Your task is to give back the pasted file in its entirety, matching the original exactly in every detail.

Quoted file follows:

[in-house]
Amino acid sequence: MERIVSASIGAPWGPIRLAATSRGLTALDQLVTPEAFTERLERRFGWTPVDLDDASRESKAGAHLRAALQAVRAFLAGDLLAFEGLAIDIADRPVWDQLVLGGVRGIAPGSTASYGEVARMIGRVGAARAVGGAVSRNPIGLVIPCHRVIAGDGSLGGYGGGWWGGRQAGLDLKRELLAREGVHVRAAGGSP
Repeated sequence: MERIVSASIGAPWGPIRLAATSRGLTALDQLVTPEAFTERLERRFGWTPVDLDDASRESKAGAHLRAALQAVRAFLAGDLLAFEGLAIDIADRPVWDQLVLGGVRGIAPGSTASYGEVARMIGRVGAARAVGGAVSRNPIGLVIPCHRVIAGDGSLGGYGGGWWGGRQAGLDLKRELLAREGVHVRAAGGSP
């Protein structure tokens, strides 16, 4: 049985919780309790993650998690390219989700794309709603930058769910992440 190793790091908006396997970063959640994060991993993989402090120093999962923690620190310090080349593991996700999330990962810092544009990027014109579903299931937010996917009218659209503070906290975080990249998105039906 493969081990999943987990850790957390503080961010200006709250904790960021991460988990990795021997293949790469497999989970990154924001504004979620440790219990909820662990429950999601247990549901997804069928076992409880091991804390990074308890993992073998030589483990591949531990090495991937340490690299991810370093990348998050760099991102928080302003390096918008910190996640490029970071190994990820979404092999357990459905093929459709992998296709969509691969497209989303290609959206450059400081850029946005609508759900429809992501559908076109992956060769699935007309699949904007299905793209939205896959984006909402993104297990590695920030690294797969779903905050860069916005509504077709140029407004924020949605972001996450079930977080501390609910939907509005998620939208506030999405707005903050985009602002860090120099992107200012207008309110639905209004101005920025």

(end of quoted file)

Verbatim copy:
[in-house]
Amino acid sequence: MERIVSASIGAPWGPIRLAATSRGLTALDQLVTPEAFTERLERRFGWTPVDLDDASRESKAGAHLRAALQAVRAFLAGDLLAFEGLAIDIADRPVWDQLVLGGVRGIAPGSTASYGEVARMIGRVGAARAVGGAVSRNPIGLVIPCHRVIAGDGSLGGYGGGWWGGRQAGLDLKRELLAREGVHVRAAGGSP
Repeated sequence: MERIVSASIGAPWGPIRLAATSRGLTALDQLVTPEAFTERLERRFGWTPVDLDDASRESKAGAHLRAALQAVRAFLAGDLLAFEGLAIDIADRPVWDQLVLGGVRGIAPGSTASYGEVARMIGRVGAARAVGGAVSRNPIGLVIPCHRVIAGDGSLGGYGGGWWGGRQAGLDLKRELLAREGVHVRAAGGSP
């Protein structure tokens, strides 16, 4: 049985919780309790993650998690390219989700794309709603930058769910992440 190793790091908006396997970063959640994060991993993989402090120093999962923690620190310090080349593991996700999330990962810092544009990027014109579903299931937010996917009218659209503070906290975080990249998105039906 493969081990999943987990850790957390503080961010200006709250904790960021991460988990990795021997293949790469497999989970990154924001504004979620440790219990909820662990429950999601247990549901997804069928076992409880091991804390990074308890993992073998030589483990591949531990090495991937340490690299991810370093990348998050760099991102928080302003390096918008910190996640490029970071190994990820979404092999357990459905093929459709992998296709969509691969497209989303290609959206450059400081850029946005609508759900429809992501559908076109992956060769699935007309699949904007299905793209939205896959984006909402993104297990590695920030690294797969779903905050860069916005509504077709140029407004924020949605972001996450079930977080501390609910939907509005998620939208506030999405707005903050985009602002860090120099992107200012207008309110639905209004101005920025």